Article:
A few years ago, before the arrival "House of Cards" and "Orange is the New Black," Netflix appeared to be on the brink of collapse. In September 2011, CEO Reed Hastings decided to split the streaming business from the DVD rental unit, which was to be named Qwikster.
Investors hated it, as did customers. Hastings backtracked on the plan, but it was too late. The stock fell so precipitously — 50 percent in two months — that in November 2011, T. Rowe Price and Technology Crossover Ventures jumped in with an emergency $400 million cash infusion.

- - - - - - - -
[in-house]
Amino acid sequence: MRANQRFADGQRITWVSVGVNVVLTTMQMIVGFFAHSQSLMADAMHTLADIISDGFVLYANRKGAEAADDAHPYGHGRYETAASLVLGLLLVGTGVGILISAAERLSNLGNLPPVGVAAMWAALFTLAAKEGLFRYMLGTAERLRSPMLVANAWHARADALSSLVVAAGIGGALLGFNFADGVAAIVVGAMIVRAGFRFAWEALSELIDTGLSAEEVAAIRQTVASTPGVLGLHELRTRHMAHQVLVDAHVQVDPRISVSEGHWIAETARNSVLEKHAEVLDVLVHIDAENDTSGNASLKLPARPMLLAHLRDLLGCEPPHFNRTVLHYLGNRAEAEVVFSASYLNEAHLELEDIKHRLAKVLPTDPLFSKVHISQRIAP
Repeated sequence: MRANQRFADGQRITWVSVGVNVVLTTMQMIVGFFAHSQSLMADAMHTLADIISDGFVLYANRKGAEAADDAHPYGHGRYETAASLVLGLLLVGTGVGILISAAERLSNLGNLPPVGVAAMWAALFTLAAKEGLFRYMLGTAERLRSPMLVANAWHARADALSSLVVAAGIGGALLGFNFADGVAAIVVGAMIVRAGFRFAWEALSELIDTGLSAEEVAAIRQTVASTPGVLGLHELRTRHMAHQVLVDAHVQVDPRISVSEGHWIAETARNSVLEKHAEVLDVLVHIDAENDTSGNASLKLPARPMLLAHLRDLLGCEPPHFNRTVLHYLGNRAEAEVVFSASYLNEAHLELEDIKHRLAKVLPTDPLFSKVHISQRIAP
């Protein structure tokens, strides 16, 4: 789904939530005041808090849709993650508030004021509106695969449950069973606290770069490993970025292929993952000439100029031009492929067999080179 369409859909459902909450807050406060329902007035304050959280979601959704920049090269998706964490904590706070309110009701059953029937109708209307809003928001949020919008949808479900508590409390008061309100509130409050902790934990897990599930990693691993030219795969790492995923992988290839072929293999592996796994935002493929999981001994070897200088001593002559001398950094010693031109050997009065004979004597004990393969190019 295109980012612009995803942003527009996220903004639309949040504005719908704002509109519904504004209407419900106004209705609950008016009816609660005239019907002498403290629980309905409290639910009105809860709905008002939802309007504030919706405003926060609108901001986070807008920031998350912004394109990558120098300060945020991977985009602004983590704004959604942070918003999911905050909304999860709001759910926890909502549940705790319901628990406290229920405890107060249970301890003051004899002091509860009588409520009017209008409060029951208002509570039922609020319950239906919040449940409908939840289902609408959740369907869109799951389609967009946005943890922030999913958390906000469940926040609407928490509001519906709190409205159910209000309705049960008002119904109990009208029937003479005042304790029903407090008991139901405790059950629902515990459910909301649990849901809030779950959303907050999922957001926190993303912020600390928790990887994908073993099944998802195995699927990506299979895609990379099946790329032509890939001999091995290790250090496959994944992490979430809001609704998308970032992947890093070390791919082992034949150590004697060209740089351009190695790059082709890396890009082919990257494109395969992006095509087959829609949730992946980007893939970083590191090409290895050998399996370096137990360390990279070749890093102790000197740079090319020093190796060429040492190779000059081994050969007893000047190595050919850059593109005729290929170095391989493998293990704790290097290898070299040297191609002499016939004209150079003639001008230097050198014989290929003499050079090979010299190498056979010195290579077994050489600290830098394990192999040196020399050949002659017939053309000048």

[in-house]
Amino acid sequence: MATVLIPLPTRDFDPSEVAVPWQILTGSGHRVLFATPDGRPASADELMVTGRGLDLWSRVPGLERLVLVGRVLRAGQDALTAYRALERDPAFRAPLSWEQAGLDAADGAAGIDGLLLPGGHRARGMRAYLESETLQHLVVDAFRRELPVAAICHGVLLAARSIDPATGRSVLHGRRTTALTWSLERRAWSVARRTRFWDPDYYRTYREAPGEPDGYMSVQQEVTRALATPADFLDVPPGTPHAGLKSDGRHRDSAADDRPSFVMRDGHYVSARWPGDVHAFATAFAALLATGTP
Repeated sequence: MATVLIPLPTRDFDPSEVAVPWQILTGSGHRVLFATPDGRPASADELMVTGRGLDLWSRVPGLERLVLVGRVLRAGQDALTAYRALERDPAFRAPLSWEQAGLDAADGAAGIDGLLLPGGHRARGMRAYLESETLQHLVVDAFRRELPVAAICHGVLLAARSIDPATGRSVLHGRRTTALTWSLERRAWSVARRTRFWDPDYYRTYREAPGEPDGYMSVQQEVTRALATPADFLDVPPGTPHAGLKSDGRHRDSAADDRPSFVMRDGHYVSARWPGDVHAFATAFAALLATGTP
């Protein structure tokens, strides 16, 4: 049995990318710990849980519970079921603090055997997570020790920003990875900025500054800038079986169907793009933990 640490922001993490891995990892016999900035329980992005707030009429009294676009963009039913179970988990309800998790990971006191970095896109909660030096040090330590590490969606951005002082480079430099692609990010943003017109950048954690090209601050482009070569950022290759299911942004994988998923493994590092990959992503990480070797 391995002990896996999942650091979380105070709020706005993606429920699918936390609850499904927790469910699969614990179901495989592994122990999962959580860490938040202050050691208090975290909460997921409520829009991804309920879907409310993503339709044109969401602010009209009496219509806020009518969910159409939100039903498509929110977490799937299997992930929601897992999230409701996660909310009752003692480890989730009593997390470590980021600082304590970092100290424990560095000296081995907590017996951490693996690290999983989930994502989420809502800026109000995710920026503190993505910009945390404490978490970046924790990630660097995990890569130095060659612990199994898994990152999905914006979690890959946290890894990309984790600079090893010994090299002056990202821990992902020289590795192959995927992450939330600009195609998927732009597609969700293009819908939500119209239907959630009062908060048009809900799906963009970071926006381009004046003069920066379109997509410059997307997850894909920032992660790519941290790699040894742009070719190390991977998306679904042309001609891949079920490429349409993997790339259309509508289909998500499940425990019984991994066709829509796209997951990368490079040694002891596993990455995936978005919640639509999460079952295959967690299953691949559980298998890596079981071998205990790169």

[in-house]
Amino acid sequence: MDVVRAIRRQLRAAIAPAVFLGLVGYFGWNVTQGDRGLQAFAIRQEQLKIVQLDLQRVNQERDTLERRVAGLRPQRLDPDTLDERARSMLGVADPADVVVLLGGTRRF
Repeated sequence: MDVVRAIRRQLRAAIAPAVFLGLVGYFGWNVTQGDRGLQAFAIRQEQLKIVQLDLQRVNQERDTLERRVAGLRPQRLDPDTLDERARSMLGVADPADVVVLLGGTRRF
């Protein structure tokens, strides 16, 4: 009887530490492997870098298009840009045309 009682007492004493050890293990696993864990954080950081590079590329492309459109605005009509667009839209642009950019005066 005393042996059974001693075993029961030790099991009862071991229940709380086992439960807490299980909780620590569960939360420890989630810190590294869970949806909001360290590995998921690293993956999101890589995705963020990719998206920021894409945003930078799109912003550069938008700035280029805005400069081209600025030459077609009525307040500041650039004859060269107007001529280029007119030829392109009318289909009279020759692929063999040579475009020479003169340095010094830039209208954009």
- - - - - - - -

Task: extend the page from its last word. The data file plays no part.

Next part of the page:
Analysts at Canaccord Genuity kept their sell rating on the stock even after the investment, writing at the time that Netflix continues to face "numerous challenges, including subscriber losses, rising content costs and an increased competitve landscape."
In hindsight, it looks like one of the great bets of all time.
T. Rowe Price's $200 million investment was in stock — 2.86 million shares for $70 each. Since then, Netflix split its stock seven for one. Based on today's price, T. Rowe purchased shares for $10 each.